hunger games | 

Russian troops eating abandoned pet dogs as their rations dwindle

Pro-Russian troops are seen on an armoured vehicle on a road leading to the besieged southern port city of Mariupol, Ukraine. Picture: Reuters

David Millward and Verity BowmanTelegraph Media Group Limited

Russian troops are eating abandoned pet dogs as they run out of poor-quality rations which have quickly dwindled among the badly trained conscripts sent to Ukraine.

In a 45-second call from a Russian soldier to his family, intercepted by Ukraine’s security service, Ukrainian commanders learned enemy troops were “sick” of the ready meals they have been given and that not many are left.

During the call the soldier was asked: “Are you eating OK at least?” He replied: “Not too bad. We had alabay [a breed of sheepdog ] yesterday. We wanted some meat.”

Soldiers have been given packs of rations commonly provided to troops in the field where food is unavailable. The packs have the advantage of long use-by dates and do not require refrigeration.

Earlier this week there were reports a massive effort had been undertaken to rescue abandoned cats and dogs that, it was feared, would be eaten by hungry Russian soldiers who have been accused of looting supermarkets and begging Ukrainians for food.

Earlier this month, a farmer living near Kherson, in the south of the country, said Russian soldiers had seized his produce, telling him they were “nationalising” it.

A video recording also showed a Ukrainian woman providing tea and a snack to a Russian soldier and passing him her mobile phone so he could call his mother.

Other transcripts of calls allegedly made by Russian troops saying they have run out of ammunition and fuel have laid bare their low morale.

Vladimir Putin is facing a growing backlash over his use of conscripts unprepared for the reality of the war on Ukraine.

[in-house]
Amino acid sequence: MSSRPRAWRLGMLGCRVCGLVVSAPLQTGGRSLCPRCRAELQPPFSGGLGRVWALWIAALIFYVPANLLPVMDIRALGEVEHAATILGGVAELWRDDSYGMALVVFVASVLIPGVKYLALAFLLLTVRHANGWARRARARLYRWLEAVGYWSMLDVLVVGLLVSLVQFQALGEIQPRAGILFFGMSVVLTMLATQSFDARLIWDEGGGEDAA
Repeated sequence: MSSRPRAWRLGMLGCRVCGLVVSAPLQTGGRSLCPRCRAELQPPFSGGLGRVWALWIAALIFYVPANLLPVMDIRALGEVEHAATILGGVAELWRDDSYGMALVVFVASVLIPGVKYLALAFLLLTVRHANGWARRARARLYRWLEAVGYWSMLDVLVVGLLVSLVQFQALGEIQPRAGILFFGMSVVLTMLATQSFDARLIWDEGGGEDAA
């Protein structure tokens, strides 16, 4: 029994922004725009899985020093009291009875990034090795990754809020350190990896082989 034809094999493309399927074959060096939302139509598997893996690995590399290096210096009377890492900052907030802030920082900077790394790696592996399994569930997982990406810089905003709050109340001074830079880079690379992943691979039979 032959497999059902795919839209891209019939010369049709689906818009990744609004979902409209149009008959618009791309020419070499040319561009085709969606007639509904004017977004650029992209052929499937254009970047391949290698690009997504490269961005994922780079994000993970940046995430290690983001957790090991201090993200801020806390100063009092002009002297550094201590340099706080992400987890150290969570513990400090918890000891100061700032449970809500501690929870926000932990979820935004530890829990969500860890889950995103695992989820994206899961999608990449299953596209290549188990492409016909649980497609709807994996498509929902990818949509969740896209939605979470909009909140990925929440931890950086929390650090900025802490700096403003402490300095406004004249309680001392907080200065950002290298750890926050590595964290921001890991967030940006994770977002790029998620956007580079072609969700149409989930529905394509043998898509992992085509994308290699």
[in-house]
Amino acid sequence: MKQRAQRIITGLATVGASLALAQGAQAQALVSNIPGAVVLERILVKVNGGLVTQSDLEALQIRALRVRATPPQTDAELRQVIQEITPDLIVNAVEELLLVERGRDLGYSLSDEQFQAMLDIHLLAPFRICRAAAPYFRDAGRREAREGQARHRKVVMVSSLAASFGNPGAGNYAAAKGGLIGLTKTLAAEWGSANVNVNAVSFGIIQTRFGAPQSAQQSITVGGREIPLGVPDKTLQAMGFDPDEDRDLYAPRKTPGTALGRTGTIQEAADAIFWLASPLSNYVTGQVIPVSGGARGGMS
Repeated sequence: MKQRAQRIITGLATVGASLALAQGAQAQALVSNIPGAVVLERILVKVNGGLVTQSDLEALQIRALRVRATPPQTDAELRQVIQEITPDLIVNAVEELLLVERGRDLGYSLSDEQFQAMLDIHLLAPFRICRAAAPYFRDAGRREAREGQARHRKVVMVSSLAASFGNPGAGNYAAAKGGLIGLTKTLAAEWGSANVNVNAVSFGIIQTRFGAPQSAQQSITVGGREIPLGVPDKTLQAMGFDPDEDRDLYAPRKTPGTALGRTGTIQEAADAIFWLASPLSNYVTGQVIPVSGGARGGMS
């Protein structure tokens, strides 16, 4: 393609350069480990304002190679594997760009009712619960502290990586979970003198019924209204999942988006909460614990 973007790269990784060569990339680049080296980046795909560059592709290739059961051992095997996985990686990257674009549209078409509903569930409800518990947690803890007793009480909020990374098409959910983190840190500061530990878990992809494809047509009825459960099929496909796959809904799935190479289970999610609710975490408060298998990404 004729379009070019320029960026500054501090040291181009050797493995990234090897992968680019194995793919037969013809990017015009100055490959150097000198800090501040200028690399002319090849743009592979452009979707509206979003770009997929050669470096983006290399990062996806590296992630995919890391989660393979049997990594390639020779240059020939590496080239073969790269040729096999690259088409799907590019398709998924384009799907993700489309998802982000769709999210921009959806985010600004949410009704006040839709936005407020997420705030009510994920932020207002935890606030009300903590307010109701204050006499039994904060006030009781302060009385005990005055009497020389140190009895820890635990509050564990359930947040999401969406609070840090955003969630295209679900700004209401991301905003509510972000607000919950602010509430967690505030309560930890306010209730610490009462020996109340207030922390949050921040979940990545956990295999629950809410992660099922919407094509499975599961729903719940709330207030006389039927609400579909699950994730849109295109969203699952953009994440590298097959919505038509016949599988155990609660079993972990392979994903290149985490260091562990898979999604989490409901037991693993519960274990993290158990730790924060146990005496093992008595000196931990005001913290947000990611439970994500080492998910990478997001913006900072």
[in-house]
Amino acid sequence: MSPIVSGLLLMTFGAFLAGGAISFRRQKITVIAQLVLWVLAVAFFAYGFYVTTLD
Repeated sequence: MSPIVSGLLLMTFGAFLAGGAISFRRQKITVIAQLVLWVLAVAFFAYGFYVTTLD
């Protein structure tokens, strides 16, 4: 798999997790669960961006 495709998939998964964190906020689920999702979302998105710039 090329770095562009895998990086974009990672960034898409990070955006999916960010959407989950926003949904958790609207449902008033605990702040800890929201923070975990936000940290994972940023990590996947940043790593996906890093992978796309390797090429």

Shellshocked soldiers have claimed they were sent over the border believing they were “saving” Ukrainians, only to be confronted by a brutal battle for territory.

The Russian Defence Ministry claims just 1,351 of its soldiers have been killed since the start of the invasion on Feb 24. According to Nato, at least 15,000 Russians have died.

Hundreds of funerals for service personnel are taking place nationwide.

Photos have emerged of the funeral of Alexei and Anton Vorobyov, 29-year-old twins who were killed on March 12, three weeks after the Russians invaded. They were buried in their home town on Tuesday.

Their coffins, draped in the Russian flag, were photographed as soldiers stood guard. Several hundred people attended their funeral in the city of Novocherkassk.

They served in the 150th Rifle Division, which reported heavy losses. They leave behind their partners, one of whom is expecting a child.

Putin is embroiled in a feud with his military leaders who, according to reports, misled him over the use of young soldiers in Mariupol, Kherson, and other war-torn cities.

On March 9, the defence ministry acknowledged that conscripts had been sent to Ukraine.

Putin had previously said only professional soldiers and officers were expected to fight. His spokesman said at the time that the president had ordered military prosecutors to investigate and punish those responsible for disobeying his orders.

However, yesterday he signed a decree conscripting 134,500 young people into the army as part of Russia’s annual spring draft. The defence ministry said the call-up was unrelated to the war.

One Russian mother whose son was killed fighting for his country in Ukraine last night said the war was justified. The woman, named as Natalya, told Deutsche Welle, the German broadcaster, that her son Yevgeny “died for us” and added Russia must “press on until we achieve victory”.

Her son, a 26-year-old staff sergeant, was killed in fighting at Hostomel airport, near Kyiv, on the first day of the war.

Natalya said the Russian army told Yevgeny he was being sent on a military exercise near the border with Belarus and defied new laws under which Russians face up to 15 years in jail for the “crime” of describing the “special operation” in Ukraine as a “war” or “invasion”.

“This is a proper war,” she said. “I am aware we are not supposed to call it that, but it is a war. It’s a bloodbath.”

However, she claimed her son had not died in vain.

“If we had not started bombing them, the Ukrainians would have bombed us. We had no choice.” (© Telegraph Media Group Ltd 2022)

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